1. First of all, you have to play with your partner and friends
Let me tell you a childhood story. My dad used to play cards with his pals. They would gather for dinner and then start multiple games. Every now and then, when it wasn’t too late, I could stay and watch them a bit. That experience played an important part in my gaming education. And once I was in bed, they pulled out their cigars and all, but I wasn’t supposed to see that. Ha ha!
2. Tell your kids you want to teach them a new game
Kids not only love to play, they love to learn. Whenever I tell my daughters that I’ll teach them a new game, their eyes light up. The corollary to this one is that you need to know the rules inside out. Very few kids will have the patience to watch you painfully make sense of long rules. And you should pick games that are easy to learn and explain.
3. Play a cooperative game with kids of different ages
When my daughters were 4 and 6, the oldest one had an unfair advantage at most games and particularly speed games. The secret here is to go for turn-based cooperative games, such as our very own Bandido.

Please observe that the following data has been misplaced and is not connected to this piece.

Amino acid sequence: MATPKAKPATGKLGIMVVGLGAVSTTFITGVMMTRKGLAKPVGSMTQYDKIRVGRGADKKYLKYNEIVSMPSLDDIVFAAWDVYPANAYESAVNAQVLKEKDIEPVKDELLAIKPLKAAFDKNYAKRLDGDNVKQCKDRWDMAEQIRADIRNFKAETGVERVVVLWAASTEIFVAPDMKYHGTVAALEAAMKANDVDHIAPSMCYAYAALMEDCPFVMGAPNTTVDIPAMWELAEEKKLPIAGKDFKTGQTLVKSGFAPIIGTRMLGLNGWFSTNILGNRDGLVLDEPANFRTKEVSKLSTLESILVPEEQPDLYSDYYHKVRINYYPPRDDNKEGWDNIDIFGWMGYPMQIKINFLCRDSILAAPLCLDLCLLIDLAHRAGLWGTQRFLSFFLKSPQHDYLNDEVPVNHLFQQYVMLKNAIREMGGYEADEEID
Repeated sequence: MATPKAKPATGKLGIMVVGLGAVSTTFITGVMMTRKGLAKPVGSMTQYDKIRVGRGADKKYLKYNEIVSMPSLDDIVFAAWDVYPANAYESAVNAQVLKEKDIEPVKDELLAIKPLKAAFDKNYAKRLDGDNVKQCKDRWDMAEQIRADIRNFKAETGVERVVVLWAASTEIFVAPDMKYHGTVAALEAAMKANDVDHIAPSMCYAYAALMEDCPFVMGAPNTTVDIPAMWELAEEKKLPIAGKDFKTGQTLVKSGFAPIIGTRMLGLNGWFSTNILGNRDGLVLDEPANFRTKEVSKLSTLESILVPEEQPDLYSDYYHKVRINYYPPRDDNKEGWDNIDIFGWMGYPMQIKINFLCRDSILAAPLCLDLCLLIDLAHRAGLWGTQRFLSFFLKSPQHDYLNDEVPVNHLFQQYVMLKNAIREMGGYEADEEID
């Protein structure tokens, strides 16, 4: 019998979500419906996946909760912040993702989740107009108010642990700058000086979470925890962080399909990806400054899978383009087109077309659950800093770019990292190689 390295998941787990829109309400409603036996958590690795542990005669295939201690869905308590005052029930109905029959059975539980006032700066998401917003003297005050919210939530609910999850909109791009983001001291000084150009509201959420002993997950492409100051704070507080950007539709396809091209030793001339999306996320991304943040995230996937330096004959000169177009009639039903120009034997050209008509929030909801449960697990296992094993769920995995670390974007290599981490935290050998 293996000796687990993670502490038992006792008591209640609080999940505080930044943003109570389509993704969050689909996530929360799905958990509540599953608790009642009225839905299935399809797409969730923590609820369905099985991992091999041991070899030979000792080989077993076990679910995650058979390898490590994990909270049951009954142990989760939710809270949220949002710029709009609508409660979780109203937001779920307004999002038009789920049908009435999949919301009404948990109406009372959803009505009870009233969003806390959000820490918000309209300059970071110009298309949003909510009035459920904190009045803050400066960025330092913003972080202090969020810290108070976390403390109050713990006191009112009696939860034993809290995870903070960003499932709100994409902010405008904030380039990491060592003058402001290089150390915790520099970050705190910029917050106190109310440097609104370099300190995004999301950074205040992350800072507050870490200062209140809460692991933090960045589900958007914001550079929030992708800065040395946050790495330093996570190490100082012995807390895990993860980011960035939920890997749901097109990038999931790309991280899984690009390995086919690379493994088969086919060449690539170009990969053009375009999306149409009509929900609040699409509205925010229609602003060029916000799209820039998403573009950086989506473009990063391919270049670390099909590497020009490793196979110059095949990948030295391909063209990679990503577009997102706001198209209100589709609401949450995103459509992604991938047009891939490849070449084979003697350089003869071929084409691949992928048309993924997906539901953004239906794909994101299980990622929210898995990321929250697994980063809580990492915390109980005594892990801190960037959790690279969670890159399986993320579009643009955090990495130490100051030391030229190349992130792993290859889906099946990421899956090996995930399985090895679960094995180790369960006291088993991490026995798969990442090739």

Discover how to play Bandido in the video below.
4. Get them hooked with the right game for them
If a game isn’t working for your little ones, put it aside and go for another one. You can always come back to the first one later.
5. Make it a “hygge” moment
Playing together is a special moment. Make the playing table look good. Drop some cookies on the table and an apple juice carafe. Involve them in the setup. You probably sense what I’m getting at.
6. Remove distractions
This is first and foremost for the parents. You can’t be playing and WhatsApping the entire world, as well as Instagramming fancy photos of your playing table. It’s not a good example to set. If you’re not distracted, they won’t be distracted.
7. Eventually, take them to a game store
As soon as you feel they are hooked, take them to the cavern of Ali Baba. Let them pick a game.